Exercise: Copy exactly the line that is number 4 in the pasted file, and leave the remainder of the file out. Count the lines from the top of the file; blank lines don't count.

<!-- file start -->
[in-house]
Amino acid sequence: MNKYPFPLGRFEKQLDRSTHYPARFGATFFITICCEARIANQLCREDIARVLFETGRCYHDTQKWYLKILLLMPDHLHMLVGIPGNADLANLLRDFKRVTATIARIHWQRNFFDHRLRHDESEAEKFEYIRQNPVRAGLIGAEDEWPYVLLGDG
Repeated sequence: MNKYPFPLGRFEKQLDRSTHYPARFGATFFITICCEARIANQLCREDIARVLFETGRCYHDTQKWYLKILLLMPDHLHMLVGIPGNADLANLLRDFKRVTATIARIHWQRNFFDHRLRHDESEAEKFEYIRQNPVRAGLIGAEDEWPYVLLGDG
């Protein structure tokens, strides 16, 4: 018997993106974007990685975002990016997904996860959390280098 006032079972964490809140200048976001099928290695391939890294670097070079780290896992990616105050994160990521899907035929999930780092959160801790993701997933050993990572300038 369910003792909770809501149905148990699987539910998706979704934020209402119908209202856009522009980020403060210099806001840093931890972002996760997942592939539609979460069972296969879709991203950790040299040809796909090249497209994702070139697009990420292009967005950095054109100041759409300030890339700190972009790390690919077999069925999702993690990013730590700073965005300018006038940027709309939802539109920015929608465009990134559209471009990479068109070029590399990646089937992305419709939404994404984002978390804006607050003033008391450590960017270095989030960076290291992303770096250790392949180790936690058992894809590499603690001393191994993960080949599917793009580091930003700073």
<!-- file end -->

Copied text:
């Protein structure tokens, strides 16, 4: 018997993106974007990685975002990016997904996860959390280098 006032079972964490809140200048976001099928290695391939890294670097070079780290896992990616105050994160990521899907035929999930780092959160801790993701997933050993990572300038 369910003792909770809501149905148990699987539910998706979704934020209402119908209202856009522009980020403060210099806001840093931890972002996760997942592939539609979460069972296969879709991203950790040299040809796909090249497209994702070139697009990420292009967005950095054109100041759409300030890339700190972009790390690919077999069925999702993690990013730590700073965005300018006038940027709309939802539109920015929608465009990134559209471009990479068109070029590399990646089937992305419709939404994404984002978390804006607050003033008391450590960017270095989030960076290291992303770096250790392949180790936690058992894809590499603690001393191994993960080949599917793009580091930003700073």